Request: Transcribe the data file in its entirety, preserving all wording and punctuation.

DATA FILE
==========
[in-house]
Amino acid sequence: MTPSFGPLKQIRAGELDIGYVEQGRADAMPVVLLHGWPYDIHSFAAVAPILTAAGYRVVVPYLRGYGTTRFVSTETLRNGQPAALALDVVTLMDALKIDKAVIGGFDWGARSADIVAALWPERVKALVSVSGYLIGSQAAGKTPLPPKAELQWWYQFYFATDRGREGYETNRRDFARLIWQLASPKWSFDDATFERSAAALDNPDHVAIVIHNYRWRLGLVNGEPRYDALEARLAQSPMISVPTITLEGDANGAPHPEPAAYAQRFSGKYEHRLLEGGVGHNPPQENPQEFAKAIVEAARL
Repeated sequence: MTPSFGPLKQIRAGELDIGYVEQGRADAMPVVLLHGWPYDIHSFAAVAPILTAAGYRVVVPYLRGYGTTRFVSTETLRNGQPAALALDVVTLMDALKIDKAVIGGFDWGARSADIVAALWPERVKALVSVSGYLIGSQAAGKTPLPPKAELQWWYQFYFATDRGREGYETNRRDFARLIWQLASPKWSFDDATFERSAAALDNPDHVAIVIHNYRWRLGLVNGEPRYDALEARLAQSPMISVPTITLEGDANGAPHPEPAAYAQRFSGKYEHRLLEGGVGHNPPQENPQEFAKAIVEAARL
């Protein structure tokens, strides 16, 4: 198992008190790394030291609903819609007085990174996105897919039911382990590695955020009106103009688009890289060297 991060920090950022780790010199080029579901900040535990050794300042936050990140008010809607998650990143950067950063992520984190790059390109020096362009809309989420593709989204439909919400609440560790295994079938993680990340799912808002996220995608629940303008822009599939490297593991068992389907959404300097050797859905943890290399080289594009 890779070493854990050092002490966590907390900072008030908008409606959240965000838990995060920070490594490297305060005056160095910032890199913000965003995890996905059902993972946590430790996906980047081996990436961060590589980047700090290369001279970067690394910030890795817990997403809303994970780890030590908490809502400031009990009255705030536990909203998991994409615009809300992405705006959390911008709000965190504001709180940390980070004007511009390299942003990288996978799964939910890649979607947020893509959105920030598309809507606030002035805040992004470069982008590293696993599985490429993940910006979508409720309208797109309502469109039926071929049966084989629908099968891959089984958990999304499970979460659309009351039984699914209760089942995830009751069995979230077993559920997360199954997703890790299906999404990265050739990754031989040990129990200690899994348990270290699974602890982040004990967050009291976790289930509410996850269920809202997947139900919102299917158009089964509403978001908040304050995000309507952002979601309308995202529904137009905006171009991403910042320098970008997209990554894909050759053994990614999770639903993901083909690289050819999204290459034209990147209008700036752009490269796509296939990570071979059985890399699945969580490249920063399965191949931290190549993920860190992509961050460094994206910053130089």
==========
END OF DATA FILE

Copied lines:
[in-house]
Amino acid sequence: MTPSFGPLKQIRAGELDIGYVEQGRADAMPVVLLHGWPYDIHSFAAVAPILTAAGYRVVVPYLRGYGTTRFVSTETLRNGQPAALALDVVTLMDALKIDKAVIGGFDWGARSADIVAALWPERVKALVSVSGYLIGSQAAGKTPLPPKAELQWWYQFYFATDRGREGYETNRRDFARLIWQLASPKWSFDDATFERSAAALDNPDHVAIVIHNYRWRLGLVNGEPRYDALEARLAQSPMISVPTITLEGDANGAPHPEPAAYAQRFSGKYEHRLLEGGVGHNPPQENPQEFAKAIVEAARL
Repeated sequence: MTPSFGPLKQIRAGELDIGYVEQGRADAMPVVLLHGWPYDIHSFAAVAPILTAAGYRVVVPYLRGYGTTRFVSTETLRNGQPAALALDVVTLMDALKIDKAVIGGFDWGARSADIVAALWPERVKALVSVSGYLIGSQAAGKTPLPPKAELQWWYQFYFATDRGREGYETNRRDFARLIWQLASPKWSFDDATFERSAAALDNPDHVAIVIHNYRWRLGLVNGEPRYDALEARLAQSPMISVPTITLEGDANGAPHPEPAAYAQRFSGKYEHRLLEGGVGHNPPQENPQEFAKAIVEAARL
């Protein structure tokens, strides 16, 4: 198992008190790394030291609903819609007085990174996105897919039911382990590695955020009106103009688009890289060297 991060920090950022780790010199080029579901900040535990050794300042936050990140008010809607998650990143950067950063992520984190790059390109020096362009809309989420593709989204439909919400609440560790295994079938993680990340799912808002996220995608629940303008822009599939490297593991068992389907959404300097050797859905943890290399080289594009 890779070493854990050092002490966590907390900072008030908008409606959240965000838990995060920070490594490297305060005056160095910032890199913000965003995890996905059902993972946590430790996906980047081996990436961060590589980047700090290369001279970067690394910030890795817990997403809303994970780890030590908490809502400031009990009255705030536990909203998991994409615009809300992405705006959390911008709000965190504001709180940390980070004007511009390299942003990288996978799964939910890649979607947020893509959105920030598309809507606030002035805040992004470069982008590293696993599985490429993940910006979508409720309208797109309502469109039926071929049966084989629908099968891959089984958990999304499970979460659309009351039984699914209760089942995830009751069995979230077993559920997360199954997703890790299906999404990265050739990754031989040990129990200690899994348990270290699974602890982040004990967050009291976790289930509410996850269920809202997947139900919102299917158009089964509403978001908040304050995000309507952002979601309308995202529904137009905006171009991403910042320098970008997209990554894909050759053994990614999770639903993901083909690289050819999204290459034209990147209008700036752009490269796509296939990570071979059985890399699945969580490249920063399965191949931290190549993920860190992509961050460094994206910053130089």